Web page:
Teamsters Local 237

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Pres. Floyd Testifies on NYCHA Provisional Heating at Council Hearing

For the first time, the New York City Council held a hearing at a public housing complex. 

On February 27th, the Council's Public Housing Committee convened a meeting at Carey Gardens in Coney Island.  At the hearing, President Floyd, on behalf of Local 237 Housing Authority members, raised his concerns about the continued use of temporary boilers and outsourcing at NYCHA.  Below is the full text of his testimony.

I would first like to thank the Committee and its Co-Chairs, Ritchie Torres and Mark Trayger, for convening this hearing.

I know that we are in the process of considering ways to improve the nation's largest public housing system—once a shining example of civic pride and responsibility—but, I think that it is important to first take the time to pause and review how NYCHA got broken, before we try to fix it.

So, while I applaud Mayor de Blasio's selection for new NYCHA Chair, Ms. Olatoye, as well as the very capable General Manager, Mr. House, I would advise holding that "re-set" button that the Mayor speaks about.....at least for a while.

First, we need to thoroughly study and evaluate what went wrong, before we flick the switch.

As the President of the union with more than 8,000 NYCHA workers—a third of whom are residents as well—we know, first-hand, the problems from two perspectives.

We have offered practical, long- and short-term solutions.
And, there's no need for another $10 million study.
Our advice is free!

Today's hearing is concentrating on the heating system-post Sandy.
But, my problem with the heating system is more of a problem with NYCHA's policies, in general.

In fact, it doesn't matter if we are talking about the post-storm or pre-storm heating system. The biggest problem is that NYCHA outsources the boiler equipment and maintenance contracts. And, of course, we know that outsourcing is not relegated to just boilers.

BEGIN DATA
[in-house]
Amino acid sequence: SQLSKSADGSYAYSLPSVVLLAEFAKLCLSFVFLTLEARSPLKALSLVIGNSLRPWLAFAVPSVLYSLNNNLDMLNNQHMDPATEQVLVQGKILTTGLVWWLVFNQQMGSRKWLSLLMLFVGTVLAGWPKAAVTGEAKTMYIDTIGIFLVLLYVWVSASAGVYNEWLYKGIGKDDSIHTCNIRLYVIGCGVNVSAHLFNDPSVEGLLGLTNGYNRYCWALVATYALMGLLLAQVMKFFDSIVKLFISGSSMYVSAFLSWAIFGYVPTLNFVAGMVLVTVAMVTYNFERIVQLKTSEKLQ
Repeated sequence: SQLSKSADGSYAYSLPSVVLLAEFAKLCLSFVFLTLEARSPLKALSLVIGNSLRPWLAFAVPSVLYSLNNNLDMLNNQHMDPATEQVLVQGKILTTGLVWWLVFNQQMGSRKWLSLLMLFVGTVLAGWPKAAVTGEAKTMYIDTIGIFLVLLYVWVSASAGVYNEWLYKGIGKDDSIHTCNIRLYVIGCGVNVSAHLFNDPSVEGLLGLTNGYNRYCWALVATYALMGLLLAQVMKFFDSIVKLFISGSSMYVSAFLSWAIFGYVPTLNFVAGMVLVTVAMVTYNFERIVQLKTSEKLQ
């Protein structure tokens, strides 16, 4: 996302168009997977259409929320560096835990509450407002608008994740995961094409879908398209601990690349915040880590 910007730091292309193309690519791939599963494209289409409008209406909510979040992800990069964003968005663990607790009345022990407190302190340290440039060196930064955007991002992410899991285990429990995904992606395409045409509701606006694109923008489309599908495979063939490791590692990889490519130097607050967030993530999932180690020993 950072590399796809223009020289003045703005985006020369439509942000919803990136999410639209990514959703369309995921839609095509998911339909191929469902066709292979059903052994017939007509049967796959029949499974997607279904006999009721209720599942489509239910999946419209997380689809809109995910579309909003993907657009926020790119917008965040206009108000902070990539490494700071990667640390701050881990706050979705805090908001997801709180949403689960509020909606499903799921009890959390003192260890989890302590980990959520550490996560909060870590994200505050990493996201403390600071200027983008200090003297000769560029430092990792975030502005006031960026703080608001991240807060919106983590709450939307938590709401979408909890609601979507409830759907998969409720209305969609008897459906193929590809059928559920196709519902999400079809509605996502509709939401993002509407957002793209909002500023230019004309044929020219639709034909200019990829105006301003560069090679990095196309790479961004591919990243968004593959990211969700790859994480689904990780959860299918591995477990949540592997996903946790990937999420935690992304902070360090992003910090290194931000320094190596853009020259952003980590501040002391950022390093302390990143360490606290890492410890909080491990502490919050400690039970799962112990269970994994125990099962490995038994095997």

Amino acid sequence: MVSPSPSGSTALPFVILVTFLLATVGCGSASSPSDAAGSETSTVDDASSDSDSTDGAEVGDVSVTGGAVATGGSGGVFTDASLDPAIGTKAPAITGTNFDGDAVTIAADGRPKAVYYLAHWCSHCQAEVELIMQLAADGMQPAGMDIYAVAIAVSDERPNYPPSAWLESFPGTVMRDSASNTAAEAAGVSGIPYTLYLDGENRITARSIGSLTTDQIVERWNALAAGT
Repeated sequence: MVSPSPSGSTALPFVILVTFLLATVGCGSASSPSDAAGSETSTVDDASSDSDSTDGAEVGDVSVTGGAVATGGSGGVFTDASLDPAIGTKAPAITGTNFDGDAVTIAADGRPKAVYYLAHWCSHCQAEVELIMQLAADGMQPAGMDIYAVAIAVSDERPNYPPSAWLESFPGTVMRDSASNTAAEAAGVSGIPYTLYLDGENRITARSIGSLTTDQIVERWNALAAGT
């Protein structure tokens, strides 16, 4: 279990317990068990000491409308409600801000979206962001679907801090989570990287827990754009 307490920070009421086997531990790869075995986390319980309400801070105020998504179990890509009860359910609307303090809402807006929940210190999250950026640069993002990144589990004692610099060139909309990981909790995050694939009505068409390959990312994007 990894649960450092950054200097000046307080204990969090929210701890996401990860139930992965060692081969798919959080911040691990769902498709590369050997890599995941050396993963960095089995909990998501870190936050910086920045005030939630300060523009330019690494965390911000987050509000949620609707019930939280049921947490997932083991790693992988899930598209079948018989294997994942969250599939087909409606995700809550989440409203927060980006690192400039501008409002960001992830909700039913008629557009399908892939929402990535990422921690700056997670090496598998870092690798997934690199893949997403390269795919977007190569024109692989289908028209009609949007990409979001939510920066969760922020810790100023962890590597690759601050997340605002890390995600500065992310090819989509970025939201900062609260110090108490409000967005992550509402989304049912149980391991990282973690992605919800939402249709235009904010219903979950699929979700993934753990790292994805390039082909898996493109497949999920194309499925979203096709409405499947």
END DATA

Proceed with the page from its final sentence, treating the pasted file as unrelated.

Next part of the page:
For a mega-housing complex that dates back over 75 years, and one that affects the lives of so many residents and workers, NYCHA operates as though it doesn't plan on staying in business!

Why hasn't it invested and purchased the boilers?

I want to know the supposed cost-savings of renting them at a sum estimated anywhere from $10,000 to $20,000 a month, per development!

Add that up!

Plus, our 450 members who work on monitoring the heating system must rely on these outside contractors for maintenance and repair, which can add to down-time.

Surely, one of the key lessons learned from Superstorm Sandy is that emergency preparedness is critical to positive outcomes. We know that there was little emergency planning pre-Sandy, and, as for post-Sandy, I am still not confident how well the lesson was learned.

Whether we talk of pre- or post-storm, one thing remains the same. It is that the equipment and workers must be able to operate in a workplace that is conducive to quality performance. A workplace must have continuity and incentive that will ultimately streamline response-time, not complicate it.

Our workers should not have any impediments that keep them from performing the job they know so well.

And, residents would benefit the most! They would be able to feel at home in their homes once again.

In summary, to truly take advantage of a "re-set" from NYCHA, the agency's policies and practices must be analyzed to determine real savings and effectiveness.

Let's never forget. NYCHA is not only about property, but about people.

500,000 residents and 12,000 workers.

Each have basic needs they desire and deserve.

I am hopeful that someday soon, both can truly feel good about where they live and work.

Thank you for the opportunity to share my thoughts with you today.

 

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Oral History Project

Hercules Cornish: Caretaker J Stores Man

Herclules CornishHercules Cornish went to work for the Housing Authority as a caretaker J in 1952 and retired 24 years later as a stores worker. He died the year following this interview, which was conducted in June 1999.

Originally I was from Harlem, but when I came out of the service in 1945 my wife had moved to the Bronx, so I moved there, too. I went to work for the New York City Housing Authority in 1952.

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